The important thing to note is that we should not automatically assume that dive gear sales will drop or increase at the same rate as entry-level scuba certifications. All through 2020, we witnessed an increased ratio of advanced scuba certifications to entry-level ones. This appears to be tied to an increased interest by people to find outdoor activities near their home. In that context, taking additional scuba diving courses and participating in local diving outings make sense for current scuba divers.
So what can we expect for 2021 and 2022?
Although local diving activities helped the dive industry during the summer of 2020, it is unlikely to have a significant impact during the winter months. We can expect the first quarter of 2021 to be rough for the dive industry since these are the months during which courses and gear sales are tightly tied to dive travel. Ice diving is not quite mainstream!
Once spring 2021 shows up, we may see numbers better than those of the summer of 2020. The key to success will be our ability at promoting interesting diving activities and scuba diving courses that can be done and taught locally. This applies to dive certifications and scuba gear sales in origin markets where the Summer months are appropriate for local diving.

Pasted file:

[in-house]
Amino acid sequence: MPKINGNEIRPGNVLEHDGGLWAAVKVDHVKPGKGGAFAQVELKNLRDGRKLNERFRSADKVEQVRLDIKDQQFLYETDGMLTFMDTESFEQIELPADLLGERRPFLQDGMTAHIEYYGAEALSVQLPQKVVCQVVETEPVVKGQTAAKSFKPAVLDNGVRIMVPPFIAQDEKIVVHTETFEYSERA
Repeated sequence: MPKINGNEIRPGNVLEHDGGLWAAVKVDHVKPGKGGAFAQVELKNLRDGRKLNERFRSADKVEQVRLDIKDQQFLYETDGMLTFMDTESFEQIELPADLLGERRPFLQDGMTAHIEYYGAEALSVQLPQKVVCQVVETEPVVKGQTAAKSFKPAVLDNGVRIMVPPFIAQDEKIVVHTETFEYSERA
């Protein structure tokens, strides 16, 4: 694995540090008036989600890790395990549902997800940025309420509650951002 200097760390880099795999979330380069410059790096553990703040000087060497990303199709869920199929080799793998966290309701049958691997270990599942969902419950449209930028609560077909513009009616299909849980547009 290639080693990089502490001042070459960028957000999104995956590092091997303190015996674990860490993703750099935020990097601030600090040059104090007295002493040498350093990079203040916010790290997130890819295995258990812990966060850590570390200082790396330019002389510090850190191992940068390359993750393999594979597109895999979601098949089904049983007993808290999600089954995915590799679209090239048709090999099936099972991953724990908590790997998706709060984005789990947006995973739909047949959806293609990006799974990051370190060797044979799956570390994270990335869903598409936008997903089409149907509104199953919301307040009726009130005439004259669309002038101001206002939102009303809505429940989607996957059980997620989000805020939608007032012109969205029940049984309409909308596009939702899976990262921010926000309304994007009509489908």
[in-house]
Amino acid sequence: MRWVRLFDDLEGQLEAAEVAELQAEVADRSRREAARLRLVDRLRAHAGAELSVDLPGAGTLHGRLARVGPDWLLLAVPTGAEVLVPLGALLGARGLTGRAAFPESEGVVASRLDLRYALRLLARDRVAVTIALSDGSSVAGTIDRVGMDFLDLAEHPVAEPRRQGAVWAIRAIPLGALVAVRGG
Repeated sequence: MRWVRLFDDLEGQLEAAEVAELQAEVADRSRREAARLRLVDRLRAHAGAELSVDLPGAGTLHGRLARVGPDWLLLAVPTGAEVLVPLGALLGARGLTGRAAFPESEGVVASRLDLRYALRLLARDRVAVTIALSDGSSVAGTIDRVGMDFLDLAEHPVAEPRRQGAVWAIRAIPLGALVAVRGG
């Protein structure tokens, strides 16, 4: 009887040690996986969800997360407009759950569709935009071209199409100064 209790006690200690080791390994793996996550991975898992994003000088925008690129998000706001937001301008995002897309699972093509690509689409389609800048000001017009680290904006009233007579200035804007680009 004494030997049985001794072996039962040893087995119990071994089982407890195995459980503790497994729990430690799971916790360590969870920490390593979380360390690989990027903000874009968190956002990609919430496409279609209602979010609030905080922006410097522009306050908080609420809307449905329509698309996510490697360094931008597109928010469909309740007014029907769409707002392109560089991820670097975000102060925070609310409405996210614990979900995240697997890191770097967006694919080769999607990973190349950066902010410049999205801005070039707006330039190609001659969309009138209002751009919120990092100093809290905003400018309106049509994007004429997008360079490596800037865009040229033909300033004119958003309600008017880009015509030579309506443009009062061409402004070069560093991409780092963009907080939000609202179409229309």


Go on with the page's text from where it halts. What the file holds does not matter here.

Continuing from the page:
We can expect these trends to be similar in all ‘origin markets’ like the USA, Canada, and the European Union.
The curve is the other way around in dive destinations where scuba divers travel during the winter months. Unfortunately, DEMA only surveys the number of certifications within the USA. It would be quite useful for the entire dive industry if DEMA could start behaving more like an international organization as it claims to be.
Once we hit fall and winter 2021–2022, it is safe to expect dive numbers in line with the travel industry.
We regularly release analysis of scuba diving certifications, dive gear sales, and other dive industry market data. Subscribe to Scubanomics to be kept in the loop.
The Dive Industry is Not Your Dive Business
Overall numbers for the scuba diving industry may not be a proper indicator for your own dive business. Each dive business will have financial results influenced by its location and the strategic marketing choices it makes.
For instance, right in the middle of the pandemic, during the 3rd quarter of 2020, entry-level scuba diving certifications were down 75% in New Mexico while they were up 27% in Hawaii and 10% in Florida.
Dive travel will take a few years to get back to its 2019 pre-pandemic level. It is safe to plan a budget using rounded USTA’s forecast numbers:
- A growth of 40% in dive travel spending in 2021 over 2020
- A 15% increase in 2022
- A volume similar to 2019 in 2023
Scuba diving certifications should produce growth slightly better than the above dive travel forecast if the dive industry successfully promotes and sells scuba diving courses beyond entry-level.
Dive gear sales should perform a bit better than certifications if dive professionals are successful at engaging divers in local dive outings. Typically, local divers purchase more dive gear than tropical-only scuba divers.